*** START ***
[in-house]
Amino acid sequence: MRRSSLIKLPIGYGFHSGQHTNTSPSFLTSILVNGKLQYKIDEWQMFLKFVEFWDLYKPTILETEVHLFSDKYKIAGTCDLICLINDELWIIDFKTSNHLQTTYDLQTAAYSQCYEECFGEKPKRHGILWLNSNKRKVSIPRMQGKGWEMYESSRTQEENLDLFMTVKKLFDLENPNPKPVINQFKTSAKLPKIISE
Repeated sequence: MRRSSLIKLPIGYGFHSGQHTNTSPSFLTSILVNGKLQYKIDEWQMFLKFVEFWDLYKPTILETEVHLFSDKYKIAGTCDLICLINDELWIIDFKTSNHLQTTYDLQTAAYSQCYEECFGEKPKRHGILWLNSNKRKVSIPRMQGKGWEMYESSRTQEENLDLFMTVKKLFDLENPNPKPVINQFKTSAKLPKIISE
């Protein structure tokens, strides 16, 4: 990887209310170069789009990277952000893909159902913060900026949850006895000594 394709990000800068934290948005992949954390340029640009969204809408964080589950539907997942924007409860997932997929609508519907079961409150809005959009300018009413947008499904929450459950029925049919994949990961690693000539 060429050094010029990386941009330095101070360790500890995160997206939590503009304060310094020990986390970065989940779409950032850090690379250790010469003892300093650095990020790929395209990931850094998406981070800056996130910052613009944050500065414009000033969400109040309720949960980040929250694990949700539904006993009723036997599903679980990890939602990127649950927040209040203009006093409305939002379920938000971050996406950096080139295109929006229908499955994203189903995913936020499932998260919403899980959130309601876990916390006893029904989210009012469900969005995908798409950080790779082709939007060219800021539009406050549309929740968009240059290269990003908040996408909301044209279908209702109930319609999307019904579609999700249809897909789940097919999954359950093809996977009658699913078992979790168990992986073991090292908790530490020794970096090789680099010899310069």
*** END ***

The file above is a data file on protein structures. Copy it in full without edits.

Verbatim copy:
[in-house]
Amino acid sequence: MRRSSLIKLPIGYGFHSGQHTNTSPSFLTSILVNGKLQYKIDEWQMFLKFVEFWDLYKPTILETEVHLFSDKYKIAGTCDLICLINDELWIIDFKTSNHLQTTYDLQTAAYSQCYEECFGEKPKRHGILWLNSNKRKVSIPRMQGKGWEMYESSRTQEENLDLFMTVKKLFDLENPNPKPVINQFKTSAKLPKIISE
Repeated sequence: MRRSSLIKLPIGYGFHSGQHTNTSPSFLTSILVNGKLQYKIDEWQMFLKFVEFWDLYKPTILETEVHLFSDKYKIAGTCDLICLINDELWIIDFKTSNHLQTTYDLQTAAYSQCYEECFGEKPKRHGILWLNSNKRKVSIPRMQGKGWEMYESSRTQEENLDLFMTVKKLFDLENPNPKPVINQFKTSAKLPKIISE
């Protein structure tokens, strides 16, 4: 990887209310170069789009990277952000893909159902913060900026949850006895000594 394709990000800068934290948005992949954390340029640009969204809408964080589950539907997942924007409860997932997929609508519907079961409150809005959009300018009413947008499904929450459950029925049919994949990961690693000539 060429050094010029990386941009330095101070360790500890995160997206939590503009304060310094020990986390970065989940779409950032850090690379250790010469003892300093650095990020790929395209990931850094998406981070800056996130910052613009944050500065414009000033969400109040309720949960980040929250694990949700539904006993009723036997599903679980990890939602990127649950927040209040203009006093409305939002379920938000971050996406950096080139295109929006229908499955994203189903995913936020499932998260919403899980959130309601876990916390006893029904989210009012469900969005995908798409950080790779082709939007060219800021539009406050549309929740968009240059290269990003908040996408909301044209279908209702109930319609999307019904579609999700249809897909789940097919999954359950093809996977009658699913078992979790168990992986073991090292908790530490020794970096090789680099010899310069």